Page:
Last Tuesday in the House of Commons there was a statement made by Priti Patel and a relatively short debate on the Windrush issues that have impacted out nation for over 70 years. The title was Windrush Lessons Learned Review. I still recall when I worked for the Lancing based Link Miles in the electronic test department and how one of my colleagues simply did not accept that the people who came into the UK on Windrush and the other ships to resolve the massive gaps in our nation at the time, created by our war should have a right to remain once the nation had managed to help sort itself out 20 years later. It was so tragic to try to challenge his understanding but he was not willing to listen to other points of view. We do have a major challenge because racism is clearly embedded in our nation in many places and it is deeply traumatic. Although the majority of what Patel said was very positive, towards the end of her statement she set out an aggressive attitude towards other groups of people who come to our nation because of conflict taking place across the world and who are seeking a place of safety for them and their families. However let us start by reading some of the positive aspects of her statement. One of the reasons for promoting these is that should she expand her other arguments, that she needs to be reminded of the positive aspects of what she has said and it is worth letting people like my colleague at Link Miles hear these positive aspects. He was not at all disappointed at the good things the Windrush people had done, but he saw no point in them remaining even though they had settled into our community and contributed throughout the whole of their working lives.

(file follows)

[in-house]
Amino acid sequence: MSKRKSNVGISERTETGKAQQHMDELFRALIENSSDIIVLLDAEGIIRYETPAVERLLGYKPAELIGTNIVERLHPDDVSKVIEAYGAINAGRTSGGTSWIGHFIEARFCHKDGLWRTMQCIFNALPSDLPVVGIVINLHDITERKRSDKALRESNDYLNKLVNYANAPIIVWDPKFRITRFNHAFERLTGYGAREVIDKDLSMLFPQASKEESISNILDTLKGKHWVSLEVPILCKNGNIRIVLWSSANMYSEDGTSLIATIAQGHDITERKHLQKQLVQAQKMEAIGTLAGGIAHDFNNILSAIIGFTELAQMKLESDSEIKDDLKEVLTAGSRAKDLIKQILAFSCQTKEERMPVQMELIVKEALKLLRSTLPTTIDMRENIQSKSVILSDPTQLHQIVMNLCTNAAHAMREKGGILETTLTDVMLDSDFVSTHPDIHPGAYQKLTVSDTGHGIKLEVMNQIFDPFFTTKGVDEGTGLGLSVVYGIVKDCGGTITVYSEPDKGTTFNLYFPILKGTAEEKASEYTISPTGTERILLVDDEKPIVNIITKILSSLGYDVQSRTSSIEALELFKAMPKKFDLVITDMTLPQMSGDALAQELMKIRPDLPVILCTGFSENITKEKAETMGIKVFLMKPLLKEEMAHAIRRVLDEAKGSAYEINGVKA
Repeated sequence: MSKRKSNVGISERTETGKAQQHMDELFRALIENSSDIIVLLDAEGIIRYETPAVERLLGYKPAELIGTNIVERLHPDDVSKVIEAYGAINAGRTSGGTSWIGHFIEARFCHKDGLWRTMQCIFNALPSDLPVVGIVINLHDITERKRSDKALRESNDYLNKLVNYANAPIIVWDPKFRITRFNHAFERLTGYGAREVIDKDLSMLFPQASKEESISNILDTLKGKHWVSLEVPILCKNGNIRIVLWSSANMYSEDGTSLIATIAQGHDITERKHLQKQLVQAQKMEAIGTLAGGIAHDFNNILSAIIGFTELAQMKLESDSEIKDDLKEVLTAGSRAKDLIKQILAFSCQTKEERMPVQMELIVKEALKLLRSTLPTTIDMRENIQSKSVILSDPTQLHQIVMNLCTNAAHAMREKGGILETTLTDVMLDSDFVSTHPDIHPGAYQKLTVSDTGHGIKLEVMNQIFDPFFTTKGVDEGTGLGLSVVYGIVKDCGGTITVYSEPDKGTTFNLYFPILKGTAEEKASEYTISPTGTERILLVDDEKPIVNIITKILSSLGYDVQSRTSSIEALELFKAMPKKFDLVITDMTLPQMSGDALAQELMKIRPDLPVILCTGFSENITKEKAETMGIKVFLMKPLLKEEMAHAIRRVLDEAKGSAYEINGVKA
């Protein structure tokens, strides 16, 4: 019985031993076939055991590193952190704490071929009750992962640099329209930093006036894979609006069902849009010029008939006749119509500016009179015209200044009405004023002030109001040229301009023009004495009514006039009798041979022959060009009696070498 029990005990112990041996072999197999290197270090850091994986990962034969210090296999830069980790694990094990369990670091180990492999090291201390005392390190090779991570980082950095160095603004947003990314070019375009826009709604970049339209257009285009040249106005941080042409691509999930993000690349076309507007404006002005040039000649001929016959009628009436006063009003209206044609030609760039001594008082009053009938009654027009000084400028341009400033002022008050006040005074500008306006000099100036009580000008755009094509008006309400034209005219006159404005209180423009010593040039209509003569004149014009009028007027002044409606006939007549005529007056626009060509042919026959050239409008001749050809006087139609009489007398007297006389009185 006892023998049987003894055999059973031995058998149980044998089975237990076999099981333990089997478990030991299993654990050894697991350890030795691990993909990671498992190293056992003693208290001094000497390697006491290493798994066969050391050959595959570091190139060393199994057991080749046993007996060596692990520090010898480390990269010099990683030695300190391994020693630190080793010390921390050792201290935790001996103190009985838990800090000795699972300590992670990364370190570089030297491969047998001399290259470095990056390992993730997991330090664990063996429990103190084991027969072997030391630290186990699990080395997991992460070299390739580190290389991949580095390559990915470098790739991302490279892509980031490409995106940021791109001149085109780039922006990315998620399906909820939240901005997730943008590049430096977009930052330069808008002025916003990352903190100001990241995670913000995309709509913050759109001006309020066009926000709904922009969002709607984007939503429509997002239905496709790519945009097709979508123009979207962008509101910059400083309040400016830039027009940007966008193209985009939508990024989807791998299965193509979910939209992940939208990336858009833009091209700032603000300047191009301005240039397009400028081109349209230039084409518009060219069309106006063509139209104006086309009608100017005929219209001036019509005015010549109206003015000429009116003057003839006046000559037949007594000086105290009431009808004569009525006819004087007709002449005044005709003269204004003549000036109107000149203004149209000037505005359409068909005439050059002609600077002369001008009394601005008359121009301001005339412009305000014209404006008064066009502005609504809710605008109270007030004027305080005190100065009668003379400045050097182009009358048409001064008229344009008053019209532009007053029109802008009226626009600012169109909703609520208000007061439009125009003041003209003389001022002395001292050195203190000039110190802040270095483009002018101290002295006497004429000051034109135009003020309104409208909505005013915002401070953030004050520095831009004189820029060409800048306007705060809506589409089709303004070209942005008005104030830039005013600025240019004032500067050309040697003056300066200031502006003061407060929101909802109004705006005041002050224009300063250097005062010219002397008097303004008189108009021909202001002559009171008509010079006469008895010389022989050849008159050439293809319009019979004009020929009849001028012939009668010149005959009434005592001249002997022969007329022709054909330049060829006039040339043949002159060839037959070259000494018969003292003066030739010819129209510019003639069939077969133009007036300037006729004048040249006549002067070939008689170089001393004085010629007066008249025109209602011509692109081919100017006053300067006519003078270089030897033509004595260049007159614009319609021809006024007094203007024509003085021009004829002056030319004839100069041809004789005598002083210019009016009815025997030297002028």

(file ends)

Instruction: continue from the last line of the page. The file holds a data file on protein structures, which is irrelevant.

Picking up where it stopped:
As I have said in this House on a number of occasions, the Windrush scandal is an ugly stain on the face of our country and on the Home Office. Wendy Williams’ independent report laid bare institutional failings over several decades that let down so many who had given so much to Britain. It was damning about the conduct of the Home Office and unequivocal about the institutional ignorance and thoughtlessness towards the issues of race and the history of the Windrush generation. As I have told the House previously, that was simply unacceptable, and my response has been swift, strong and uncompromising.
My ambition is for a fair, humane, compassionate and outward-looking Home Office that represents people from every corner of our diverse society, which makes our country great. That means confronting Wendy Williams’ findings head-on to deliver lasting change.
I am changing the Home Office’s openness to scrutiny. Policy and decision making must be rigorously examined to ensure that any adverse impact on any corner of our society is identified and acted on quickly. To ensure that we better understand the groups and communities that our policies affect, we are overhauling the way in which we build up our evidence base and engage with stakeholders across the board. I expect my officials to engage with community organisations, civil society and the public, and I will be looking for evidence of that in every piece of advice that Ministers receive.
The final and most critical theme is a more compassionate approach—people not cases. This is at the heart of ensuring that nothing like the injustices faced by the Windrush generation can ever happen again. The injustices of Windrush happened not because Home Office staff were bad people but because staff themselves were caught up in a system in which they did not feel that they had the permission to bring personal judgment to bear.